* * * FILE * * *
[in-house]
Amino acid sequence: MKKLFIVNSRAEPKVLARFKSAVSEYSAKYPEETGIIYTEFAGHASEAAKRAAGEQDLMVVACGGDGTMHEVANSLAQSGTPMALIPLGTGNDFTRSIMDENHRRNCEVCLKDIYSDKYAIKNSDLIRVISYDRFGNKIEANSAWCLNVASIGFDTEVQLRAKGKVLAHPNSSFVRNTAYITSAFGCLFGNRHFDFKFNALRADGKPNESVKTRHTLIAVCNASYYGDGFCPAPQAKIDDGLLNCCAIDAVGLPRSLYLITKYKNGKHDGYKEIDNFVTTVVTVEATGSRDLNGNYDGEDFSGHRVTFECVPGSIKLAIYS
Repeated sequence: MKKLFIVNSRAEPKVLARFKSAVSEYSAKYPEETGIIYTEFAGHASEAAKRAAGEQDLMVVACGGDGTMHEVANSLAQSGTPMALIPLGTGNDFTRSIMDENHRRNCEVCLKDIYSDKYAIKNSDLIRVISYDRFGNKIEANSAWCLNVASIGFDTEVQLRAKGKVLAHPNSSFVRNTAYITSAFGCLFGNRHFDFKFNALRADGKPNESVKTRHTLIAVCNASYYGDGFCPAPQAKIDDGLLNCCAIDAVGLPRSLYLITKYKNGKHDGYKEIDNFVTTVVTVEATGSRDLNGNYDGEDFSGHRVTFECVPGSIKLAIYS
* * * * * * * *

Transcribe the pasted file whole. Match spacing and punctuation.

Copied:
[in-house]
Amino acid sequence: MKKLFIVNSRAEPKVLARFKSAVSEYSAKYPEETGIIYTEFAGHASEAAKRAAGEQDLMVVACGGDGTMHEVANSLAQSGTPMALIPLGTGNDFTRSIMDENHRRNCEVCLKDIYSDKYAIKNSDLIRVISYDRFGNKIEANSAWCLNVASIGFDTEVQLRAKGKVLAHPNSSFVRNTAYITSAFGCLFGNRHFDFKFNALRADGKPNESVKTRHTLIAVCNASYYGDGFCPAPQAKIDDGLLNCCAIDAVGLPRSLYLITKYKNGKHDGYKEIDNFVTTVVTVEATGSRDLNGNYDGEDFSGHRVTFECVPGSIKLAIYS
Repeated sequence: MKKLFIVNSRAEPKVLARFKSAVSEYSAKYPEETGIIYTEFAGHASEAAKRAAGEQDLMVVACGGDGTMHEVANSLAQSGTPMALIPLGTGNDFTRSIMDENHRRNCEVCLKDIYSDKYAIKNSDLIRVISYDRFGNKIEANSAWCLNVASIGFDTEVQLRAKGKVLAHPNSSFVRNTAYITSAFGCLFGNRHFDFKFNALRADGKPNESVKTRHTLIAVCNASYYGDGFCPAPQAKIDDGLLNCCAIDAVGLPRSLYLITKYKNGKHDGYKEIDNFVTTVVTVEATGSRDLNGNYDGEDFSGHRVTFECVPGSIKLAIYS